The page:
Wednesday, June 6, 2018

BBA Vs BBS: Weighing Both Courses

"One provides practical knowledge and skills, while the other offers in-depth knowledge"

If you are a student of Management stream and looking to pursue further education after completing your higher secondary level, what course would you choose? For most students, it would be either Bachelor of Business Administration (BBA) or Bachelor in Business Studies (BBS).

The Tribhuvan University (TU) is offering both programmes of four years, so what is better course to take up for a better career?

Both programmes have their pros and cons opine educators and students.


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“The course coverage of BBA is highly superior in comparison to BBS. BBA covers a wide range of subjects including psychology and sociology,” informs Pushpa Raj Ojha, Assistant Campus Chief of Nepal Commerce Campus (NCC).

But that doesn’t necessarily make BBA a better course, he adds pointing out that “BBS course offers in-depth knowledge regarding the subject matters than BBA”.

Micro and Macro Economics, Cost and Management Accounting, Financial Accounting — many such subjects of BBA and BBS are the same. Yet the course content of BBS is “more enriched and prepare academicians and policy makers better” as claimed by Ganesh Bista, BBS Coordinator of Kathmandu Institute of Science and Technology (KIST). “This is because the way BBS covers the content of each subject is unmatched.”

However, BBS comes short in case of practical knowledge. “There is a lack of practical knowledge in this course — it doesn’t encourage compulsory internship programmes like BBA,” he informs.

BBA on the other hand, “being a semester-based system encourages a participatory environment where teachers get to know their students’ shortcomings better” as per Rajesh Karki, BBA Coordinator of KIST. He reveals that BBA as a course has “a comparatively higher level of competency” to deliver than that of annualsystem of BBS.


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BBA is a course catering more knowledge required in market, says Jhabindra Pokharel, a lecturer of Finance to both BBA and BBS levels in Shanker Dev Campus, Putalisadak.

Moreover, he feels the semester system gives an edge over BBS. “The semesterbased system gives students the opportunity of giving presentations, doing project works, internal exams, 100 per cent attendance and discipline — 40 per cent of the total marks are evaluated from these factors, unlike BBS where students get evaluated solely on performance in the final examinations,” he cites.

Along with these, the summer project in the VIIth Semester and internship in the final semester make BBA more in touch with the market than the one research report that BBS students have to make in the fourth (final) year, Pokharel points out.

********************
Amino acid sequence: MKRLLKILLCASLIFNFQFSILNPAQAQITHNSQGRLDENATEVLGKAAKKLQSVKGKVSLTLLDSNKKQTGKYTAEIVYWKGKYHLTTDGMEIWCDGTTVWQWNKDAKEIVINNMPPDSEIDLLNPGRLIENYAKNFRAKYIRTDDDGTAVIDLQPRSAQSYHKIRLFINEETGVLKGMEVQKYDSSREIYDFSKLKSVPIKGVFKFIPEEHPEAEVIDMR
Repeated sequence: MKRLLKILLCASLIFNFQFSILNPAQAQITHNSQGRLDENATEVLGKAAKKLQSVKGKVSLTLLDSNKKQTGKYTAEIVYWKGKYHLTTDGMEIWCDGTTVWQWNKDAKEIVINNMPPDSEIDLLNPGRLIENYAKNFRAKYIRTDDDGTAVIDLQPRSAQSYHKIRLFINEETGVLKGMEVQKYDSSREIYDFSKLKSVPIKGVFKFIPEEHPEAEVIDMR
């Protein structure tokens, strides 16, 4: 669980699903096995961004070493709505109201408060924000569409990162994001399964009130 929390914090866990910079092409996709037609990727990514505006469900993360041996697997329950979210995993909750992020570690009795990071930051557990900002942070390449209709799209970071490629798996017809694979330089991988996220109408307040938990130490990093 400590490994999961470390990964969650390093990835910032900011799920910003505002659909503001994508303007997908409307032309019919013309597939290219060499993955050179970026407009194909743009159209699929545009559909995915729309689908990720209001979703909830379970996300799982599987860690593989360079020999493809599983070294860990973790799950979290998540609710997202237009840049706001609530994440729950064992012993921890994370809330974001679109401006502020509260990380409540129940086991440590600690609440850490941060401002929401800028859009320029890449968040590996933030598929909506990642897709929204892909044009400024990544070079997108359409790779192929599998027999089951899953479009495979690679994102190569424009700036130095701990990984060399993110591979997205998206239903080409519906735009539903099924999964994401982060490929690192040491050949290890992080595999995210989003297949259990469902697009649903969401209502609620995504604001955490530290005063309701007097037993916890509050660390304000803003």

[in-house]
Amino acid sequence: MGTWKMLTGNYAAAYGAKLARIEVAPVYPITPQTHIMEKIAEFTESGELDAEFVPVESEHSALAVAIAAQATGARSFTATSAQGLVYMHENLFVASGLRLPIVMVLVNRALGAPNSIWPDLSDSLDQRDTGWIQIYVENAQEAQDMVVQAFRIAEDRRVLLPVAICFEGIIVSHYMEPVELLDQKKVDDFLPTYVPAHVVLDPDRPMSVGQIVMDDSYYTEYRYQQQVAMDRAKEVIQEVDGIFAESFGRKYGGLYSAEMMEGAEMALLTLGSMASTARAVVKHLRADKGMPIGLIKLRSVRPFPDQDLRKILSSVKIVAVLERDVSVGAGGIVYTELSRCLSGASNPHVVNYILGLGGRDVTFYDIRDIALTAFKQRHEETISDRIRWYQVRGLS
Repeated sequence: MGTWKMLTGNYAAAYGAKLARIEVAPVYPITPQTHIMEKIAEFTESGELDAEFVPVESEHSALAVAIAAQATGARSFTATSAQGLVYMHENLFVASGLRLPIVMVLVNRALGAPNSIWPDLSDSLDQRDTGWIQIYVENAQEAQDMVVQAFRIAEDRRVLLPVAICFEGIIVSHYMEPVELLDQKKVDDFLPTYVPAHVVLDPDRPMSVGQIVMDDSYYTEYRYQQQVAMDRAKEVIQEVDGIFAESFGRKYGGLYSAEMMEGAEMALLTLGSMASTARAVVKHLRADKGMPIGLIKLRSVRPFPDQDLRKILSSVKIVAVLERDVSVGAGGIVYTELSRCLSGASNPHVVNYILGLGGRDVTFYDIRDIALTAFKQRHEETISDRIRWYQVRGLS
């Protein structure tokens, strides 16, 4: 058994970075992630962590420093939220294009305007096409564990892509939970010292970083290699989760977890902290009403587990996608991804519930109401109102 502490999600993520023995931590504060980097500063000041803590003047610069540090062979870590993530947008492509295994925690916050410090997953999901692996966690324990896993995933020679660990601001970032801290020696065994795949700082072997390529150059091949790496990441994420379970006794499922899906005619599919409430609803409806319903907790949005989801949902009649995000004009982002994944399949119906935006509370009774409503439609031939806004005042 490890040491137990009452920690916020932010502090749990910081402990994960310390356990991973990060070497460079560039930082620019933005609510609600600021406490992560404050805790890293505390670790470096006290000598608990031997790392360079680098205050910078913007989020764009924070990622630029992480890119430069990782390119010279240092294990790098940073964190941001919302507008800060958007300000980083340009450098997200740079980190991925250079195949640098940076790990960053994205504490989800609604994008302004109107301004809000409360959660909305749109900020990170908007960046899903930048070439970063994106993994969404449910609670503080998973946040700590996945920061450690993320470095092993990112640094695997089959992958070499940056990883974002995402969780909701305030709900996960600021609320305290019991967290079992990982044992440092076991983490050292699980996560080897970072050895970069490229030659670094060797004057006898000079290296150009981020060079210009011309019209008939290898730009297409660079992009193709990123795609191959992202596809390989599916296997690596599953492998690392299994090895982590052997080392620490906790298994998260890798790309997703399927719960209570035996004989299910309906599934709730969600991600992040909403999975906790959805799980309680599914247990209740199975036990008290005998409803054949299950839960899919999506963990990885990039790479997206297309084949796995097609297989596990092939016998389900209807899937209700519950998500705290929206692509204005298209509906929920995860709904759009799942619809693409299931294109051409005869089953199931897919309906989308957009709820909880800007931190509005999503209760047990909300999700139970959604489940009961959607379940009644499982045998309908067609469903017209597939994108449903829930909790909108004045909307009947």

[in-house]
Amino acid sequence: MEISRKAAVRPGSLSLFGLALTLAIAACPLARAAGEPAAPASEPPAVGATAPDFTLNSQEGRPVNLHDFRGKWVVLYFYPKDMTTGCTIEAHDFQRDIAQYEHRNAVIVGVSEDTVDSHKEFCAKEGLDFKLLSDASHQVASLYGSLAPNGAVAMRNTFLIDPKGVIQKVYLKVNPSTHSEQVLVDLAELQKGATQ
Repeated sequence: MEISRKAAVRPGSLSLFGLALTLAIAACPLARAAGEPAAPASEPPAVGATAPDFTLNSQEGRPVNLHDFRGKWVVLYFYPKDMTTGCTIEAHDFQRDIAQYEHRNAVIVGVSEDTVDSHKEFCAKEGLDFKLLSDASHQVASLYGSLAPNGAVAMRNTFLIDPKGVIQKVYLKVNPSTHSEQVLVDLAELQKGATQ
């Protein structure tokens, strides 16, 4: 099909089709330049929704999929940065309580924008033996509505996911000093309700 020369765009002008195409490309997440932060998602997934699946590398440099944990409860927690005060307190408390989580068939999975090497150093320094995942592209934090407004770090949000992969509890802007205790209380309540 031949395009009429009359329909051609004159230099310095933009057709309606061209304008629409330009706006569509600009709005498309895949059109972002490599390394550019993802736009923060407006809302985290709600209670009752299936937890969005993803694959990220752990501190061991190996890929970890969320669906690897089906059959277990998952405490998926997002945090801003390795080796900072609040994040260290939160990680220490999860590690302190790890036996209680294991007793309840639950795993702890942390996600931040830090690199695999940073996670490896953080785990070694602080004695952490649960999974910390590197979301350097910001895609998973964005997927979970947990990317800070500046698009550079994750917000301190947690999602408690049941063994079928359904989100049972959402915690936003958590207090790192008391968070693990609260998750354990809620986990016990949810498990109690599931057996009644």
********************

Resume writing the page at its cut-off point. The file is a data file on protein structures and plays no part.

Ojha also feels that the exposure BBA provides to students is unmatched by the course of BBS.

Prija Rai, currently pursuing BBA VIIIth Semester at Padma Kanya Multiple Campus, is a good example of how practical knowledge helped her ace in her studies. As a part of her studies, she got to do an internship at Rastriya Banijya Bank for two months, and “I learned about the working environment, how to handle pressure and negotiate with people — if it weren’t for the internship we would be limited to the theoretical concept the course provides.”

Also, “the variety of subjects one gets to study in BBA enrich us.”

The only drawback that she sees in BBA is that she can’t pursue any job as she has to spend the whole day taking classes and completing assignments.

A BBS graduate Sujan Neupane is pursuing Master of Business Administration (MBA) in Kathmandu University School of Management (KUSOM). And he feels some problems pursuing this course as his BBS studies did not develop in him the skills of “doing presentations and report writing”.

He shares, “I have to put in extra effort to adapt to interactive learning environment of MBA now,” but is confident that “after I complete MBA, the difference would cease. I will have the same qualification as a person who has done BBA and then MBA”.

But he says, he has a better knowledge of the subjects of Cost and Management Accounting and Micro and Macro Economics. “This is usually the case with BBS students as they learn these subjects for a whole year as compared to BBA students who go through them for only a semester.

BBS course was made a four-year in 2014 to meet the demand of four-year academic degree. “Making BBS a four-year programme has helped students gain enough credit hours required for further studies abroad,” Bista says. However, he along with Ojha, Pokharel and Karki, believe that students choose BBA over BBS due to “high pass rate and chance to score better”.

And the apparent distinction between these two courses is their cost. As per Ojha, the cost to study BBA in a government campus can amount up to more than 10 times the cost of studying BBS — a single semester fee in BBA will cover the whole package of BBS. Likewise, at least thrice the amount required to study BBS covers the BBA course in private colleges.

• Micro Economics
• Macro Economics
• Principles of Management
• Human Resource Management
• Cost and Management Accounting
• Business Communication
• Fundamentals of Marketing
• Statistics
• Business Law
• Entrepreneurship
• Taxation
• Financial Accounting
• Business Environment
• Organisational Behaviour
• Business Research Methods

The four streams of concentration courses in BBS in the final year encourage students to focus on particular functional area of Business Studies — Accounting, Finance, Management or Accounting.

In BBA, students can study Computer System and IT Applications, Introductory Database, Psychology, Sociology for Business, and E-commerce among others.

source: The Himalayan Times, Education Times. June 7, 2018


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